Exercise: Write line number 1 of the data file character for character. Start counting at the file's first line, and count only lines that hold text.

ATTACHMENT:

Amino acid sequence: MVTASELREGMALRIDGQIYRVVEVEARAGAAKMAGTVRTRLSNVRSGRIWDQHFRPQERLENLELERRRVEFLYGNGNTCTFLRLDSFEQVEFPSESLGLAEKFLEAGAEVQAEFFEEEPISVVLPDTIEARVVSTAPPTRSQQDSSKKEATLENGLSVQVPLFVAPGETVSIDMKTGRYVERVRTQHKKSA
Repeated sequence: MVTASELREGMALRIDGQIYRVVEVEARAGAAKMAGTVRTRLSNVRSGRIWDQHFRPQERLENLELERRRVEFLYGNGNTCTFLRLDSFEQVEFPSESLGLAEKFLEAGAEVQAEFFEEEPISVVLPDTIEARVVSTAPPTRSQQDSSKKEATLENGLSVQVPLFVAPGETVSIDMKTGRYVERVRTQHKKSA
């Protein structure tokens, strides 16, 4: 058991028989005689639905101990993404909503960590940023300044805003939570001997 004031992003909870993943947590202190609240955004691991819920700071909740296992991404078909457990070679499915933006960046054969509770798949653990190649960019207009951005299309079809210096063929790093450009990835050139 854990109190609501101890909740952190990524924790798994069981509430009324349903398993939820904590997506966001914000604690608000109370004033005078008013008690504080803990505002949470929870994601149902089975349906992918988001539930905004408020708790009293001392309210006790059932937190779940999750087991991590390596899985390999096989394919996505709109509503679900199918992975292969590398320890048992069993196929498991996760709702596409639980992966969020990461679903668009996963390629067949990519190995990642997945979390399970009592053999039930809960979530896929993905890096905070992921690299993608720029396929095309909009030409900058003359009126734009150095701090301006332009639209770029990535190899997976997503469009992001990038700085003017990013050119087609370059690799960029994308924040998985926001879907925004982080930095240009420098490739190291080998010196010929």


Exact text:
Amino acid sequence: MVTASELREGMALRIDGQIYRVVEVEARAGAAKMAGTVRTRLSNVRSGRIWDQHFRPQERLENLELERRRVEFLYGNGNTCTFLRLDSFEQVEFPSESLGLAEKFLEAGAEVQAEFFEEEPISVVLPDTIEARVVSTAPPTRSQQDSSKKEATLENGLSVQVPLFVAPGETVSIDMKTGRYVERVRTQHKKSA